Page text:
Machine Learning with Python : Image Classifier using VGG16 Model - Part 1: Theory
In this post, we will be looking at how to program a simple image classifier using a pre-trained model called VGG16 from Keras and the popular computer vision library OpenCV.
Keras is basically an open source neural network library for Python that contains models to tackle any data problem that we want to solve. For image classification, we will be using VGG16, which is a 16-layer deep convolutional network used by the VGG team at the ILSVRC-2014 competition. We will be operating Keras and OpenCV through our TensorFlow environment that I used in my last post to demonstrate a simple linear model. Before, we dive into the code in the next post, let's look at the basic architecture of a convolutional neural network (CNN), in particular the VGG16 model.
What is a Convolutional Neural Network (CNN)?
Just like a basic neural network , CNNs take in raw pixel data of images as inputs to perform classification on it to predict what the image best represents (class scores). Each node of the CNN still performs matrix dot products on each input and has a loss function (SoftMax etc.). However, the major difference between a CNN and a simple perceptron is that CNNs are made up of multiple convolution, max-pooling and fully-connected layers, which all have their own functions within the algorithm. I will later explain each layer in detail.
Furthermore, each CNN layer is arranged in 3-dimensions (eg. width, height, depth). The width and height represents the pixel dimensions of the image and the depth represent the three colour channels (RGB). For example, an image input could have the dimensions 28x28x3. By the end, the output would only be reduced to a single vector of class scores (predictions) (eg. 1x1x8).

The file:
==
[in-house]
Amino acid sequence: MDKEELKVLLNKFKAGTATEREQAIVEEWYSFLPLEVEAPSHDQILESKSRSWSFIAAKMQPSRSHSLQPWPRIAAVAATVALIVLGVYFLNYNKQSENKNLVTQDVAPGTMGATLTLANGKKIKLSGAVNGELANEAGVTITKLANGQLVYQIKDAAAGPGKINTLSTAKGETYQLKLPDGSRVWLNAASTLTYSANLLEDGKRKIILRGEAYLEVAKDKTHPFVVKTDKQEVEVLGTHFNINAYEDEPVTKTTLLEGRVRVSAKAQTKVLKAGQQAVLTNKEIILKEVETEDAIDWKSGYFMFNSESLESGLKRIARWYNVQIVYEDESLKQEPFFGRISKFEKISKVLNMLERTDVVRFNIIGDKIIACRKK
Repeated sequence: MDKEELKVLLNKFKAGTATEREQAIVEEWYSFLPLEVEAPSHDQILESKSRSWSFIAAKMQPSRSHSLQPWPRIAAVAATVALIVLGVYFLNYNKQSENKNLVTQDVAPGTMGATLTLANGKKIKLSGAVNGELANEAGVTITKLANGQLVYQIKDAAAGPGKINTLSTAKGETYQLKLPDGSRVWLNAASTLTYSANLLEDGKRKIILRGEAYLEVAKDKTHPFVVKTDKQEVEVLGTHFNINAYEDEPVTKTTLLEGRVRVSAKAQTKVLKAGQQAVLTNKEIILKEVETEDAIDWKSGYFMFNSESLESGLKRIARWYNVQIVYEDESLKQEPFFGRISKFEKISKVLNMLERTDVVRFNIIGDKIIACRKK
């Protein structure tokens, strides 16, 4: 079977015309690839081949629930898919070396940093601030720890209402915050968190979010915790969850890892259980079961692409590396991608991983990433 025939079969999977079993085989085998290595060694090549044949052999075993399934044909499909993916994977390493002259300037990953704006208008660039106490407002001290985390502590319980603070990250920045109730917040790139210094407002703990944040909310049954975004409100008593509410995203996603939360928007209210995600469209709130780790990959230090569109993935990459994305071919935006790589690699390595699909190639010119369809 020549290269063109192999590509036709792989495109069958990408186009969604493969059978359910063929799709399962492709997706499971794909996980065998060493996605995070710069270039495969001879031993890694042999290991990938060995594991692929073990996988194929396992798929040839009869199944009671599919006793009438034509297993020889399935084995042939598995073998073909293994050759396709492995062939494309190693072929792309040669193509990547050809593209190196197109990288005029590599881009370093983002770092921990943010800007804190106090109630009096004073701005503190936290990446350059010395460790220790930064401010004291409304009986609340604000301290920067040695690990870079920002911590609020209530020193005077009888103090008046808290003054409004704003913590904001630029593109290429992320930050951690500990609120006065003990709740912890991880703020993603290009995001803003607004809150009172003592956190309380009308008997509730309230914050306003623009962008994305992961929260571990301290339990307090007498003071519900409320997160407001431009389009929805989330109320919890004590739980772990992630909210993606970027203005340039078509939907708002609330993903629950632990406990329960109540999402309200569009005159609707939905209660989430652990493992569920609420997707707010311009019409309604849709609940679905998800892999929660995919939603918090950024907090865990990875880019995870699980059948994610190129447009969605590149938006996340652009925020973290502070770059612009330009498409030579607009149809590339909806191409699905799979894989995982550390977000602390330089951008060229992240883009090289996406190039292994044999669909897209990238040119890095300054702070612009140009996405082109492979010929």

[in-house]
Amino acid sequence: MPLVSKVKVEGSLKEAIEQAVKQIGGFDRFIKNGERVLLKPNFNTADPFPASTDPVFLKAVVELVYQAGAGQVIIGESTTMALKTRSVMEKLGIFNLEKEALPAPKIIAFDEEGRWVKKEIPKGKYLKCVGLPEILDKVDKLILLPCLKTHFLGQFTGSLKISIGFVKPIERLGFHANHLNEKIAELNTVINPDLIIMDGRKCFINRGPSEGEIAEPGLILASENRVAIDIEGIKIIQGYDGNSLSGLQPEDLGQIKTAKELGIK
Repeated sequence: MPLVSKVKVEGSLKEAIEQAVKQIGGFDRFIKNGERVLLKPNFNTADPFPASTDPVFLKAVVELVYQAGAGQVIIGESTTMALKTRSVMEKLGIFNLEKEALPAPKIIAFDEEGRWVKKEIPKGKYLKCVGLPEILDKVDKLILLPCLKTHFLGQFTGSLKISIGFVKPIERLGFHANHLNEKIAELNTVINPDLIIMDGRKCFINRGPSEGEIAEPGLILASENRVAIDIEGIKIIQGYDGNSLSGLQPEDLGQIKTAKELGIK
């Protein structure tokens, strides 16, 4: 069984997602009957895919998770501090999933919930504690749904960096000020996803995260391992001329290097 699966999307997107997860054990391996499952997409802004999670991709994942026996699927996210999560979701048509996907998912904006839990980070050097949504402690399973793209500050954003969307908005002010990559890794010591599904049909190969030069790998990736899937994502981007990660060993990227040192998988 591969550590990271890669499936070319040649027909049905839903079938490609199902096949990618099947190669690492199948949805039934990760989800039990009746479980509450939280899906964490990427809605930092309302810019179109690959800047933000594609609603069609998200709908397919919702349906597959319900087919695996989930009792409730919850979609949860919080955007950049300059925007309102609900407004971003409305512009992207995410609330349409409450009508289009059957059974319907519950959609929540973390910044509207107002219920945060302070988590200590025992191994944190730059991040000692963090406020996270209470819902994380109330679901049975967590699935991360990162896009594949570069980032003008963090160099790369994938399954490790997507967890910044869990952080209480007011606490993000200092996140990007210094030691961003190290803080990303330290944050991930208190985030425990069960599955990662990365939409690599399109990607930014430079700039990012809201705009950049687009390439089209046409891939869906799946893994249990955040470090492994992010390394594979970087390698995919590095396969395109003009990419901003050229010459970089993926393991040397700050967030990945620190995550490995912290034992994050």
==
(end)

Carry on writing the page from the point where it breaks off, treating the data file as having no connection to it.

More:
I will now explain the main function that each layer I mentioned in the above paragraph performs. The CNN layer order basically goes as follows : INPUT - CONVOLUTIONAL - RELU - POOL - FC.
- The Input layer basically sends in the raw pixel values of an image that we want to classify as a 3D matrix (eg. 28x28x3)
- The Convolutional layer computes the output of each neuron in the layer, by performing a dot product between a small chunk of the input and the corresponding weights. Something called a filter is used to localize a chunk of the input matrix to compute the dot product.
- The RELU layer holds our activation function that we will use on the dot product output from the previous layer. This layer leaves the shape of the output matrix unchanged however.
- The Pool layer downsizes the dimensions (only width & height) of the matrix, resulting in a smaller output.
- Finally, the FC (fully-connected) layer will compute the class scores, resulting in a 1D string of numbers that will correspond to 10 possible categories that the image could be. The output will consist of probabilities that the image could be one of the categories.
Below visualizes how the multi-layer CNN takes in an image of a sports car to produce a class score for it:
VGG16, as I introduced to you earlier, is a 16-layer CNN designed by Oxford's Visual Geometry Group. 3x3 convolution and 2x2 pooling layers are used in this network and the good thing is that it's open sourced, so anyone can use it to for their liking. Since it is already trained, the weights don't need much tweaking since it is already good to go. I will show you later in the next post on how to use this network to classify any set of image you like on your computer.
Now obviously I haven't gone into much detail of the maths behind the computations that are involved particular in the Conv and RELU layers since I don't want to go into too much theory. However, if you want to know more about the maths that goes on in CNN, this Stanford CS231 course notes would be the perfect resource : click here